# What is the correct definition of magnetic moment?

I found myself tired of by searching what is the exact definition of magnetic moment. I have also come across two formulas for same quantity

$$\vec{M} = \vec{m} \times \vec{d}$$

where $$\vec{M}$$ is the magnetic moment, $$\vec{m}$$ is the magnetic pole strength and $$\vec{d}$$ is the distance between two poles

Another formula

$$\vec{M} = \vec{i}\times\vec{A}$$

Where $$\vec{M}$$ is magnetic moment, $$\vec{i}$$ is electric current and $$\vec{A}$$ is area vector

So please suggest me which formula is accurate one and give detailed description of this.

• Please use MathJax and edit the equations @Anwesh Panda Commented Jul 8, 2020 at 11:00
• @Lelouch ok i will edit it Commented Jul 8, 2020 at 11:21
• That's better, but you are still not using MathJax. Commented Jul 8, 2020 at 11:27
• Hey where the option for Mathjax Commented Jul 8, 2020 at 11:28
• Just use LaTeX syntax for mathematical formula, including the \$ Commented Jul 8, 2020 at 12:04

Both are correct formulae for $${\boldsymbol \mu}$$, although it is hard to find magnetic monopoles so the first is of little use. Interestingly the two formulae give different formulae for the force on a magnetic dipole in an inhomogeneous field. The monopole-pair formula gives $${\bf F}_{\rm monopole-pair}=({\boldsymbol \mu} \cdot \nabla) {\bf B}$$ while the current loop gives $${\bf F}_{\rm current-loop}= \nabla ({\boldsymbol \mu}\cdot {\bf B}).$$ These are different in a region with a non-zero current, so in principle one can determine whether a dipole is of the monopole-pair or the current-loop variety. I believe that experiments on neutrons suggest that their magnetic dipole moment obeys the current-loop force equation.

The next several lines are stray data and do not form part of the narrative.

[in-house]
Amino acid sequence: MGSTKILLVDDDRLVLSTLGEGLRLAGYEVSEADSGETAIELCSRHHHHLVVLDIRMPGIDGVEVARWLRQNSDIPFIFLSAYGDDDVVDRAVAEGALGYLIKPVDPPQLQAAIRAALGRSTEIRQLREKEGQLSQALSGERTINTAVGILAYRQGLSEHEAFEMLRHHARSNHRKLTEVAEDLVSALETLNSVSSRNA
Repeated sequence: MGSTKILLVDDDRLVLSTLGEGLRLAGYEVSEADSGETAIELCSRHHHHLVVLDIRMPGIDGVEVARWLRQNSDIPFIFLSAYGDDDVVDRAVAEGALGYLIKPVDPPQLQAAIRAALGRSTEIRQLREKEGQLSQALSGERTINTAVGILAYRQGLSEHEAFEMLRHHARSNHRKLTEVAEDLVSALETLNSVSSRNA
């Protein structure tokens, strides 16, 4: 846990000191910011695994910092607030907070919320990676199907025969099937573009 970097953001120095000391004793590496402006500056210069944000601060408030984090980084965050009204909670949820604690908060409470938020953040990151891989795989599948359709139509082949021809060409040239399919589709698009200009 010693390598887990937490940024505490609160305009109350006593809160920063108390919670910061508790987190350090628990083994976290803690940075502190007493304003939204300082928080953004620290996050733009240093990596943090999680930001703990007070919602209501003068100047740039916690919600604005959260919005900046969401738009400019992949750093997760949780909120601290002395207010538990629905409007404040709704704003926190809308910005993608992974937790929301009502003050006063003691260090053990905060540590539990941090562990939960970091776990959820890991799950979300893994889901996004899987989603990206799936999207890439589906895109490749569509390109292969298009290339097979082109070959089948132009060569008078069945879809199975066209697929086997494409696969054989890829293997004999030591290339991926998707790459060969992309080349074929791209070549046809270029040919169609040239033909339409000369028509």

The usual and practical definition of $${\boldsymbol \mu}$$ comes from the torque on the dipole being $${\boldsymbol \tau}= {\boldsymbol \mu}\times {\bf B}.$$ For a general current-distribution one has $${\boldsymbol \mu}= \frac 12 \int d^3x \left({\bf r}\times {\bf J}({\bf r})\right).$$ If the current is in a planar loop this last equation reduces to $$|{\boldsymbol \mu}|= I \times {\rm Area}.$$ (Here the "$$\times$$" is just multiplication of numbers; in the previous formulae it was the cross-product of vectors.) For a long solenoid one can aproximate the integral by the length of the solenoid by a pole strength, as in the monopole formula, but this is only a approximation as there are no actual poles.